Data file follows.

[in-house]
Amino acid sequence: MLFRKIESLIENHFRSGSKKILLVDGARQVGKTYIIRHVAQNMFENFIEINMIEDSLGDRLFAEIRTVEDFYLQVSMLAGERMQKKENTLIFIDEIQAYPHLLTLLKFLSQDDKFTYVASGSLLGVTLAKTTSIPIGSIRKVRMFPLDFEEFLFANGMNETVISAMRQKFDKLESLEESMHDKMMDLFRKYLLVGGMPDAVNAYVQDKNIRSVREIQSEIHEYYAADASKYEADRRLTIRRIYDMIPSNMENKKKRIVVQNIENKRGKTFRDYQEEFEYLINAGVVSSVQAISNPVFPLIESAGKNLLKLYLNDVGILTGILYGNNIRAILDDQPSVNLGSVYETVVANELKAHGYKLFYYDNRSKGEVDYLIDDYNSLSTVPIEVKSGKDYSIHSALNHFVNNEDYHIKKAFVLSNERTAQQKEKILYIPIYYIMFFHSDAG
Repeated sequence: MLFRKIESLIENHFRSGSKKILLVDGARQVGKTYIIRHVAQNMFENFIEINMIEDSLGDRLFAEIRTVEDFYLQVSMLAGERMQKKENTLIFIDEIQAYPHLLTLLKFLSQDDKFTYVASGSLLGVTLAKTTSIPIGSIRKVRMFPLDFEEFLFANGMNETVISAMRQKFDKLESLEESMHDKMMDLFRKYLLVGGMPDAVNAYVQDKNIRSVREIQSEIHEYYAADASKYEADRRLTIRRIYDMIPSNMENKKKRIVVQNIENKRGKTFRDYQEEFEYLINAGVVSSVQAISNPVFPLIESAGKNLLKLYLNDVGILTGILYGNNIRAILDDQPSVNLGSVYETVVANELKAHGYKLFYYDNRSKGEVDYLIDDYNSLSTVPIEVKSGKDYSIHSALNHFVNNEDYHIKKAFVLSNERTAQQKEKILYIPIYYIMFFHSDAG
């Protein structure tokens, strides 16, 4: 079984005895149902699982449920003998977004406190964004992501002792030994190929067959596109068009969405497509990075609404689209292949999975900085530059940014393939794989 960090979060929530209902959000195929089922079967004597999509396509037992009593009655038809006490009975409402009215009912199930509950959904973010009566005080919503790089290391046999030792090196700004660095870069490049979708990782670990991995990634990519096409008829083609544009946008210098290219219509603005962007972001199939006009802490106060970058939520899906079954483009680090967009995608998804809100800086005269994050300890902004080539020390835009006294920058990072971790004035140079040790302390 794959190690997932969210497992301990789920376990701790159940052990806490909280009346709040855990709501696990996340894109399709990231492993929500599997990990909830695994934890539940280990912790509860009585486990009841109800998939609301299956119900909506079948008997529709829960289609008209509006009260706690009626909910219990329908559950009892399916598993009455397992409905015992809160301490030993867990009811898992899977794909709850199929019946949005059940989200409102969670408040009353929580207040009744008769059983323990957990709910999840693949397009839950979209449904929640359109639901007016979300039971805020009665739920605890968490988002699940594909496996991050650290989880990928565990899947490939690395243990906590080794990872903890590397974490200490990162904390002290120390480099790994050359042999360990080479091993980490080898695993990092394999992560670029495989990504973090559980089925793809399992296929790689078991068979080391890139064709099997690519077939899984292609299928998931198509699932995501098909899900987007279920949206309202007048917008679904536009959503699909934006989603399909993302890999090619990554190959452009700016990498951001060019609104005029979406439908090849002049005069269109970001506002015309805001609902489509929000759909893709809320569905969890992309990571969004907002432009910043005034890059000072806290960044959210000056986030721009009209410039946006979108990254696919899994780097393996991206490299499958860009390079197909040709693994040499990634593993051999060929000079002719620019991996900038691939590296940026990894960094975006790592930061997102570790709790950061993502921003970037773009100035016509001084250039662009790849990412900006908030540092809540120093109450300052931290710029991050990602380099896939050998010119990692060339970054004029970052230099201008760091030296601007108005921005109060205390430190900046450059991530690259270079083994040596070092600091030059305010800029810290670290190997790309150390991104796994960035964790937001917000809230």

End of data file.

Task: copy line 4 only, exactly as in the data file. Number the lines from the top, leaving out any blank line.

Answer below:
């Protein structure tokens, strides 16, 4: 079984005895149902699982449920003998977004406190964004992501002792030994190929067959596109068009969405497509990075609404689209292949999975900085530059940014393939794989 960090979060929530209902959000195929089922079967004597999509396509037992009593009655038809006490009975409402009215009912199930509950959904973010009566005080919503790089290391046999030792090196700004660095870069490049979708990782670990991995990634990519096409008829083609544009946008210098290219219509603005962007972001199939006009802490106060970058939520899906079954483009680090967009995608998804809100800086005269994050300890902004080539020390835009006294920058990072971790004035140079040790302390 794959190690997932969210497992301990789920376990701790159940052990806490909280009346709040855990709501696990996340894109399709990231492993929500599997990990909830695994934890539940280990912790509860009585486990009841109800998939609301299956119900909506079948008997529709829960289609008209509006009260706690009626909910219990329908559950009892399916598993009455397992409905015992809160301490030993867990009811898992899977794909709850199929019946949005059940989200409102969670408040009353929580207040009744008769059983323990957990709910999840693949397009839950979209449904929640359109639901007016979300039971805020009665739920605890968490988002699940594909496996991050650290989880990928565990899947490939690395243990906590080794990872903890590397974490200490990162904390002290120390480099790994050359042999360990080479091993980490080898695993990092394999992560670029495989990504973090559980089925793809399992296929790689078991068979080391890139064709099997690519077939899984292609299928998931198509699932995501098909899900987007279920949206309202007048917008679904536009959503699909934006989603399909993302890999090619990554190959452009700016990498951001060019609104005029979406439908090849002049005069269109970001506002015309805001609902489509929000759909893709809320569905969890992309990571969004907002432009910043005034890059000072806290960044959210000056986030721009009209410039946006979108990254696919899994780097393996991206490299499958860009390079197909040709693994040499990634593993051999060929000079002719620019991996900038691939590296940026990894960094975006790592930061997102570790709790950061993502921003970037773009100035016509001084250039662009790849990412900006908030540092809540120093109450300052931290710029991050990602380099896939050998010119990692060339970054004029970052230099201008760091030296601007108005921005109060205390430190900046450059991530690259270079083994040596070092600091030059305010800029810290670290190997790309150390991104796994960035964790937001917000809230």